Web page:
Functional strength can be roughly defined as the ability to carry out various everyday tasks. As we age, we experience a decline in our functional strength, thanks to a myriad of physiological and social factors. This loss of strength and proprioception reduces our ability to carry out daily tasks safely and effectively. It is this reduction in functional ability that makes tasks that are both simple and safe for a younger person difficult or even impossible for an older person. While a young person may have no trouble squatting to pick up a dropped item or carrying something down a flight of stairs, it could be  daunting task for someone who’s older.

Take Your Time With Strength Training

Many people implement  their strength training routine too quickly by lifting weights that are too heavy, lifting with poor form, or increasing the intensity and weight beyond that which their body is capable of. This can have the opposite of the desired effect, causing potentially serious injury in addition to shocking the body, which can result in the development of many ailments.  A sound and effective weight training routine for most people begins with just 2 days per week for around 15 to 20 minutes, in conjunction with cardiovascular exercise each day.

Try to work your entire body by utilizing a combination of cardiovascular and strength exercises which include the lower body, as well as the upper body and core. Each of these areas is essential to sound functional strength, as the three work in concert during nearly every task or activity we perform. In order to be able to squat down and pick up a dropped fork at age 85, it’s imperative to start protecting your muscle mass at age 45. Preventing a decline in muscle mass and strength will ensure that you maintain your independence and quality of life well into old age.

This post is contributed by Ron McDiarmid, who is the founder of My Healthy Living Coach. Having had health challenges along the way Ron was keen to share the research and learning he gathered. Through MHLC this continued into a current presentation of healthy lifestyle choices and how to implement them. Check out his website at

Seeking Gold in Asia: PH to host 2015 Asian Rugby Championships

This coming May, the Philippines prepares itself to host one of the most significant sporting events in Asia. The 2015 Asian Rugby Championships (ARC) will be held at the Philippine Sports Stadium in Bulacan on May  6 and 9, and the Philippine Volcanoes will be playing for national pride in front of their countrymen.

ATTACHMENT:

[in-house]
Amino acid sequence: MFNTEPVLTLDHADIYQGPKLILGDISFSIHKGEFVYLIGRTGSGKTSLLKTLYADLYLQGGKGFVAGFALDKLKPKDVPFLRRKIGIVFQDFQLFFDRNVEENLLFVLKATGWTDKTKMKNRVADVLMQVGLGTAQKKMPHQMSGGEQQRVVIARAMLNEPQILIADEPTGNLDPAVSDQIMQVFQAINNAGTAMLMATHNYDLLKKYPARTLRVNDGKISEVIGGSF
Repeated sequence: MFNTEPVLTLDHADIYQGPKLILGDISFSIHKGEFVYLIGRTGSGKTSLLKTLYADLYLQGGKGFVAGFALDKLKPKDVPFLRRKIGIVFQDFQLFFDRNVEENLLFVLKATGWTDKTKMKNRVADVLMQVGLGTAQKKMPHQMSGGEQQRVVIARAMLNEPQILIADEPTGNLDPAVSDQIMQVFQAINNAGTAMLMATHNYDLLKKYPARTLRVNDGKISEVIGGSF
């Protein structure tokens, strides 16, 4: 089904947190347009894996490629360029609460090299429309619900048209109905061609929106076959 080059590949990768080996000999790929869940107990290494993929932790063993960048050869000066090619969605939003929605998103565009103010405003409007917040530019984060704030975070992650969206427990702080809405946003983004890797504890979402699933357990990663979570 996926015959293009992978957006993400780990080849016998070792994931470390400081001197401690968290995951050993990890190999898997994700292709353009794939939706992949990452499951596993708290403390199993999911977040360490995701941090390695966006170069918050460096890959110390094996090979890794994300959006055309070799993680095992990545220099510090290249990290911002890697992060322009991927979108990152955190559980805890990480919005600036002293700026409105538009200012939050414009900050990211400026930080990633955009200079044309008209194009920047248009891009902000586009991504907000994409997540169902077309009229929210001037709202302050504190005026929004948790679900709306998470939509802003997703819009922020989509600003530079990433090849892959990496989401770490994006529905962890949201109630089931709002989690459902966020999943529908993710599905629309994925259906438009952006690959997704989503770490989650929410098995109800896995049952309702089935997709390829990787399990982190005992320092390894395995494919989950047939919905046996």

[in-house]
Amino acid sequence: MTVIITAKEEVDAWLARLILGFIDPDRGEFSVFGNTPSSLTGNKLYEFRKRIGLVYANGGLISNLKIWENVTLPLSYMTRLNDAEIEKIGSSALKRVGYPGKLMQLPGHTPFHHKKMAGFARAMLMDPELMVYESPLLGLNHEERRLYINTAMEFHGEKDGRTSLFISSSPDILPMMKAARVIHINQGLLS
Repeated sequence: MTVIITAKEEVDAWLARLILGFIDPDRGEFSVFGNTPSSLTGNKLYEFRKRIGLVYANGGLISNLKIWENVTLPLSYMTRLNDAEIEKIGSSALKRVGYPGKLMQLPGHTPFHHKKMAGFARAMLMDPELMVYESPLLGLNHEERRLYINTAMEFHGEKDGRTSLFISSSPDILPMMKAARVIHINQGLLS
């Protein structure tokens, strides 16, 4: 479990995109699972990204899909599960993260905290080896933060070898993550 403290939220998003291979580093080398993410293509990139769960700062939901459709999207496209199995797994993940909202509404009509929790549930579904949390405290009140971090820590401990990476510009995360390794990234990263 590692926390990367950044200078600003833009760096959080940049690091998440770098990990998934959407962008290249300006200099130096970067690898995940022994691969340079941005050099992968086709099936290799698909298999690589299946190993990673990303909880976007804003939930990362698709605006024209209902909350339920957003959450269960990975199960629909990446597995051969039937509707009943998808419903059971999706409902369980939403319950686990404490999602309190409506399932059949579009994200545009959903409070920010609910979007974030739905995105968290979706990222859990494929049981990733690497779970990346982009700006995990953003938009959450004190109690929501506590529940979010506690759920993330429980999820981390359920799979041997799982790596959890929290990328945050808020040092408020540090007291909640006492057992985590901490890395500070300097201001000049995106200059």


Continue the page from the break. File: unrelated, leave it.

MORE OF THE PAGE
Formerly known as the Asian Five Nations tournament, the 2015 Asian Rugby Championships will feature four of the best rugby-playing nations in Asia under the auspices of the Asian Rugby Football Union’s (ARFU) Division I. These are the Philippines, Sri Lanka, Kazakhstan, and Singapore.

For the Philippines to win the bid to host the ARC, the Philippine Rugby Football Union (PRFU) had to show that it could handle the logistics of the event as well as provide the raucous enthusiasm that fans worldwide have shown for rugby. “We really wanted to secure that homecourt advantage,” notes Jake Letts, scrum-half for the Volcanoes. “That means we’ll have the home crowd, we’re more used to conditions here, and it’s easier for us to go from place to place.”

Since beginning participation in international rugby competition in 2008, the Philippine Volcanoes have steadily climbed the world rugby rankings. Beginning in Division IV, the Volcanoes rose to Division III, then Division II, and Division I in consecutive years. This is proof positive that the Philippines is a rising rugby nation.

According to Matt Cullen, former coach of the Volcanoes and current director of the PRFU, thanks to the support of the Philippine Sports Commission (PSC) and Philippine Olympic Committee (POC), the PRFU has tried to spread the love for the sport outside Metro Manila. “We’ve been reaching kids in Cebu, Davao, and Bacolod,” he says. “So we hope that the ARC draws even more fans to support the Volcanoes.”